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What is Chronic Anemia?

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  • Written By: J.M. Densing
  • Edited By: R. Halprin
  • Last Modified Date: 05 December 2016
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Anemia is a condition where a person does not have enough red blood cells, leading to a lowered level of hemoglobin. If this condition persists, usually longer than two to six months, it is considered chronic anemia. Red blood cells and hemoglobin play a vital role carrying oxygen to the rest of the body, and a deficiency can lead to a variety of unpleasant symptoms. Chronic anemia can be primary, meaning it is part of the patient's main medical diagnosis, or secondary, that is, caused by another underlying medical problem.

One of the most important components of blood are the red blood cells, and a person with chronic anemia lacks a sufficient amount of these vital cells. This condition is commonly called a low red blood cell count. Red blood cells carry oxygen from the lungs to all other parts of the body and transport carbon dioxide back. They utilize a molecule called hemoglobin as the vehicle of transport; when there is a lack of hemoglobin, also called hemoglobin deficiency, the tissues and organs of the body won't get enough oxygen, leading to fatigue-like symptoms.

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Symptoms of chronic anemia include lack of energy, pale skin, weakness, shortness of breath, lightheadedness, palpitations, dizziness, and irritability. Some other less common symptoms include fainting, chest pain, difficulty sleeping, ringing in the ears, inability to concentrate, and impotence. Most of these symptoms are caused by the lack of vital oxygen to body tissues. Many patients with chronic anemia adapt to their condition and show very few symptoms unless there is a sudden change in their hemoglobin levels.

Potential causes of chronic anemia are divided into three main groups: anemia caused by blood loss, by lowered or flawed red blood cell manufacture, or by the destruction of red blood cells. One of the most common of these is iron deficiency, which reduces the body's ability to manufacture red blood cells and hemoglobin.

Chronic anemia always has an underlying cause. When the cause is a disorder which mainly affects the blood, such as sickle cell disease, it is considered primary chronic anemia since it is often a normal part of the disease. When it is caused by a non-hematological condition such as alcoholism, cancer, tuberculosis, or renal problems, it is considered secondary because it a symptom of another disease process. There are more than 400 possible causes, and effective treatment usually depends upon treating the underlying cause.

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literally45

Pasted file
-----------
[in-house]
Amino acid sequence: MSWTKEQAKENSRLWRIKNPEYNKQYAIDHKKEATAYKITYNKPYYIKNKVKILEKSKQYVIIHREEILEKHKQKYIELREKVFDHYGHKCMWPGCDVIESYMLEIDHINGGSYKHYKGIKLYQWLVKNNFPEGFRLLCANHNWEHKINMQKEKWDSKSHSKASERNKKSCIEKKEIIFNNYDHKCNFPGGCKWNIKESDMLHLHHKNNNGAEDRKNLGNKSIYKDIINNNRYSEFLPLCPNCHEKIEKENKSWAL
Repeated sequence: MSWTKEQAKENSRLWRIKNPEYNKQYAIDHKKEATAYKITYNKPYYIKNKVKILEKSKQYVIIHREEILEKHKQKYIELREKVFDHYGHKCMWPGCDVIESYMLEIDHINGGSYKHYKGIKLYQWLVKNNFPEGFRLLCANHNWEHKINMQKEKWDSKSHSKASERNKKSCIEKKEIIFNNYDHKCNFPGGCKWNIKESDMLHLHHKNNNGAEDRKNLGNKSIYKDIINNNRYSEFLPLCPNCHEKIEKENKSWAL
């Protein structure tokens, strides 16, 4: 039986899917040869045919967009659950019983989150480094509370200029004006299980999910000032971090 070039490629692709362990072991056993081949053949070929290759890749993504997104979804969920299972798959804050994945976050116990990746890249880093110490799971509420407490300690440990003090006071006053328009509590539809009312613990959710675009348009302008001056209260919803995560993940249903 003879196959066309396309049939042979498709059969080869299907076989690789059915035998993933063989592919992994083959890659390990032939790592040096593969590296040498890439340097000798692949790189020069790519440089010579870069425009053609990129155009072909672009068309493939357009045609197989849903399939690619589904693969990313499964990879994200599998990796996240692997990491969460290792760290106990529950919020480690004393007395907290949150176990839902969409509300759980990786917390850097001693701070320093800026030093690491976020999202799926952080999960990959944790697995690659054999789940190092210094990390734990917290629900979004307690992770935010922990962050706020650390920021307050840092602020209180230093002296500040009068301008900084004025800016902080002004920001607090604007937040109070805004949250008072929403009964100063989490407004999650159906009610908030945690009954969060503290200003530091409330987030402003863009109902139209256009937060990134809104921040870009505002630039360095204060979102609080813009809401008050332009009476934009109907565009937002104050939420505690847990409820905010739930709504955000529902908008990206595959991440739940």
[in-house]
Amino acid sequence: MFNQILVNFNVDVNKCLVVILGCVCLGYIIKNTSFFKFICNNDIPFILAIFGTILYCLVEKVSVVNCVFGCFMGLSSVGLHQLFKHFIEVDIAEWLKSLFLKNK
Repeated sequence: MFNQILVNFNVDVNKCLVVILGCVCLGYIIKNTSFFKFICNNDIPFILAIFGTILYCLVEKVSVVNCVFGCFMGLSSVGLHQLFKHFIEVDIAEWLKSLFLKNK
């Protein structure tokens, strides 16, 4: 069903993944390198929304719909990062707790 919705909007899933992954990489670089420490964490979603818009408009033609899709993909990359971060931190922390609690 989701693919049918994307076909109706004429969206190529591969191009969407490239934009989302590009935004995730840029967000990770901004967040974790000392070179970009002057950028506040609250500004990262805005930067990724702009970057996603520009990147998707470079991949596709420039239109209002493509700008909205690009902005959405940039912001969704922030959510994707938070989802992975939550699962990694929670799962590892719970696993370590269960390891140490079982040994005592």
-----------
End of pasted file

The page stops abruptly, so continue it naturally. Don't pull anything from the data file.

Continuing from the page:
Post 7

I have anemia of chronic disease because of Crohn's. It's a weird type of anemia. I don't quite understand it but my doctor says that I have enough iron, but the iron doesn't get released because of the inflammation caused by Crohn's disease.

My treatment hasn't started yet, I just found out the diagnosis and I'm trying to learn more about it.

Does anyone else have anemia of chronic disease?

ysmina
Post 6

@feruze-- It's very dangerous for pregnant women to have chronic anemia. Red blood cells are responsible for transporting oxygen throughout the body. In the case of pregnancy, these cells also deliver oxygen to the baby. So it can have terrible consequences.

If chronic anemia is caused by an iron deficiency, that's also dangerous because it will affect the child's growth.

Pregnant women have to be very careful about this, especially if they have a history of anemia or experience anemia symptoms like fatigue and dizziness.

bear78
Post 5

What are the dangers of chronic anemia during pregnancy?

feasting
Post 4

@kylee07drg – Sometimes I wonder if doctors make kids take that nasty tasting supplement instead of swallowing a pill just to motivate them to eat healthier! I remember having to take it as a child, and it was enough to make me change the way I ate.

Sometimes, an iron deficiency leading to anemia is caused by starvation instead of just a poor diet, though. I found a starving puppy in the road, and the vet said he was severely anemic.

I had to give him a liquid iron supplement from a syringe for about two weeks! It worked, though, because he is super healthy today.

kylee07drg
Post 3

I had iron deficiency symptoms as a child. My diet consisted mostly of pasta, popsicles, potato chips, and candy, so it's no wonder!

I had to take this awful tasting liquid iron supplement that nearly made me vomit. This motivated me to listen to my mother and eat more healthy foods.

shell4life
Post 2

Sickle cell anemia is hard to live with. My sister has this disease, and she has episodes of severe pain and has to have blood transfusions every now and then.

Her red blood cells are shaped weird, so they stick to each other and don't get to where they need to go. This causes her to have chronic anemia, and sometimes, it's worse than others.

orangey03
Post 1

I have a friend who suffers from anorexia. She is showing anemia symptoms, and I've tried to talk her into getting help, but she doesn't want it.

She's afraid that if she goes to a doctor, he will force her to gain weight, and that is the worst thing possible in her mind. Nevermind the fact that she is so weak that she faints sometimes and is as pale as a ghost. That doesn't concern her.

I know that anemia is just one of the many bad things that this disorder can cause. I'm afraid these symptoms are just the first in a long line of many that I will have to watch her go through.

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